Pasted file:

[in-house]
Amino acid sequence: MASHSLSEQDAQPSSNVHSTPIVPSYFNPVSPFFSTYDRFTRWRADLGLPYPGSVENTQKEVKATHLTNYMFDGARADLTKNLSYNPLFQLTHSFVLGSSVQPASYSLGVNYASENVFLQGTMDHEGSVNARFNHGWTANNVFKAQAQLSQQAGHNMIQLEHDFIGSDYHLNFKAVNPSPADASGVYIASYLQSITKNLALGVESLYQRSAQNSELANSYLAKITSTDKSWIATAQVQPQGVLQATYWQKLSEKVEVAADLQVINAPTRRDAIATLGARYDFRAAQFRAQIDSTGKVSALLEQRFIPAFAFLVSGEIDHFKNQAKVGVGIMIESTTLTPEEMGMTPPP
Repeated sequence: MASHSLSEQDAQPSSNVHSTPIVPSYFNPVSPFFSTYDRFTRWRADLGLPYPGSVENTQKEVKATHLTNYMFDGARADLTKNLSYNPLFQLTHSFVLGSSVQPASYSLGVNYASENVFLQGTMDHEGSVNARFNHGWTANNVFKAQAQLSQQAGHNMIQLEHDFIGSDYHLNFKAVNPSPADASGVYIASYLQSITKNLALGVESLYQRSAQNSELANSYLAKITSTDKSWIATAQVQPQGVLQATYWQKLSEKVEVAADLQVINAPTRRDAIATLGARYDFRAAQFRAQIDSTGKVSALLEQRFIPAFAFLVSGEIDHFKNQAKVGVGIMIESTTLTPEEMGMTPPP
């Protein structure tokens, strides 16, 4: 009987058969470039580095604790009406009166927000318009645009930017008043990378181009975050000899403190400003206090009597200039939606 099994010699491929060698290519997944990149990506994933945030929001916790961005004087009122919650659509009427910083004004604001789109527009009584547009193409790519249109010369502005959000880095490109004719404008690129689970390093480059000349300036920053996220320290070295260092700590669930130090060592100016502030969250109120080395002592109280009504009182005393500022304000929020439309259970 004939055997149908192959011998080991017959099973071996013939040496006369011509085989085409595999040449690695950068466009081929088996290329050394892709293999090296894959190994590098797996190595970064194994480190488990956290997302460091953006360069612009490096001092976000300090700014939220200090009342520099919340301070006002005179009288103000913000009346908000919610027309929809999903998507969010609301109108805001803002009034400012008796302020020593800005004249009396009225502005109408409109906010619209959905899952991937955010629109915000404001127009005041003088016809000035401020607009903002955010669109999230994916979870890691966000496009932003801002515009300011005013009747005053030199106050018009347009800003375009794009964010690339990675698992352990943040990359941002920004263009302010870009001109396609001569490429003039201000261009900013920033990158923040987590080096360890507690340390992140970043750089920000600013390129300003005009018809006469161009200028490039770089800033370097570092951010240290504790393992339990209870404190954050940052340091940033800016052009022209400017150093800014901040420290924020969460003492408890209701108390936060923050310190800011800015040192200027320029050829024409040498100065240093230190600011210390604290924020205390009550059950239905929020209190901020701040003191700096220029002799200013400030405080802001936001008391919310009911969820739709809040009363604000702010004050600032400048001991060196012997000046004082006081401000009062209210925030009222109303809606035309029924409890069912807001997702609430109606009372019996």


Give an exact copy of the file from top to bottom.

[in-house]
Amino acid sequence: MASHSLSEQDAQPSSNVHSTPIVPSYFNPVSPFFSTYDRFTRWRADLGLPYPGSVENTQKEVKATHLTNYMFDGARADLTKNLSYNPLFQLTHSFVLGSSVQPASYSLGVNYASENVFLQGTMDHEGSVNARFNHGWTANNVFKAQAQLSQQAGHNMIQLEHDFIGSDYHLNFKAVNPSPADASGVYIASYLQSITKNLALGVESLYQRSAQNSELANSYLAKITSTDKSWIATAQVQPQGVLQATYWQKLSEKVEVAADLQVINAPTRRDAIATLGARYDFRAAQFRAQIDSTGKVSALLEQRFIPAFAFLVSGEIDHFKNQAKVGVGIMIESTTLTPEEMGMTPPP
Repeated sequence: MASHSLSEQDAQPSSNVHSTPIVPSYFNPVSPFFSTYDRFTRWRADLGLPYPGSVENTQKEVKATHLTNYMFDGARADLTKNLSYNPLFQLTHSFVLGSSVQPASYSLGVNYASENVFLQGTMDHEGSVNARFNHGWTANNVFKAQAQLSQQAGHNMIQLEHDFIGSDYHLNFKAVNPSPADASGVYIASYLQSITKNLALGVESLYQRSAQNSELANSYLAKITSTDKSWIATAQVQPQGVLQATYWQKLSEKVEVAADLQVINAPTRRDAIATLGARYDFRAAQFRAQIDSTGKVSALLEQRFIPAFAFLVSGEIDHFKNQAKVGVGIMIESTTLTPEEMGMTPPP
């Protein structure tokens, strides 16, 4: 009987058969470039580095604790009406009166927000318009645009930017008043990378181009975050000899403190400003206090009597200039939606 099994010699491929060698290519997944990149990506994933945030929001916790961005004087009122919650659509009427910083004004604001789109527009009584547009193409790519249109010369502005959000880095490109004719404008690129689970390093480059000349300036920053996220320290070295260092700590669930130090060592100016502030969250109120080395002592109280009504009182005393500022304000929020439309259970 004939055997149908192959011998080991017959099973071996013939040496006369011509085989085409595999040449690695950068466009081929088996290329050394892709293999090296894959190994590098797996190595970064194994480190488990956290997302460091953006360069612009490096001092976000300090700014939220200090009342520099919340301070006002005179009288103000913000009346908000919610027309929809999903998507969010609301109108805001803002009034400012008796302020020593800005004249009396009225502005109408409109906010619209959905899952991937955010629109915000404001127009005041003088016809000035401020607009903002955010669109999230994916979870890691966000496009932003801002515009300011005013009747005053030199106050018009347009800003375009794009964010690339990675698992352990943040990359941002920004263009302010870009001109396609001569490429003039201000261009900013920033990158923040987590080096360890507690340390992140970043750089920000600013390129300003005009018809006469161009200028490039770089800033370097570092951010240290504790393992339990209870404190954050940052340091940033800016052009022209400017150093800014901040420290924020969460003492408890209701108390936060923050310190800011800015040192200027320029050829024409040498100065240093230190600011210390604290924020205390009550059950239905929020209190901020701040003191700096220029002799200013400030405080802001936001008391919310009911969820739709809040009363604000702010004050600032400048001991060196012997000046004082006081401000009062209210925030009222109303809606035309029924409890069912807001997702609430109606009372019996």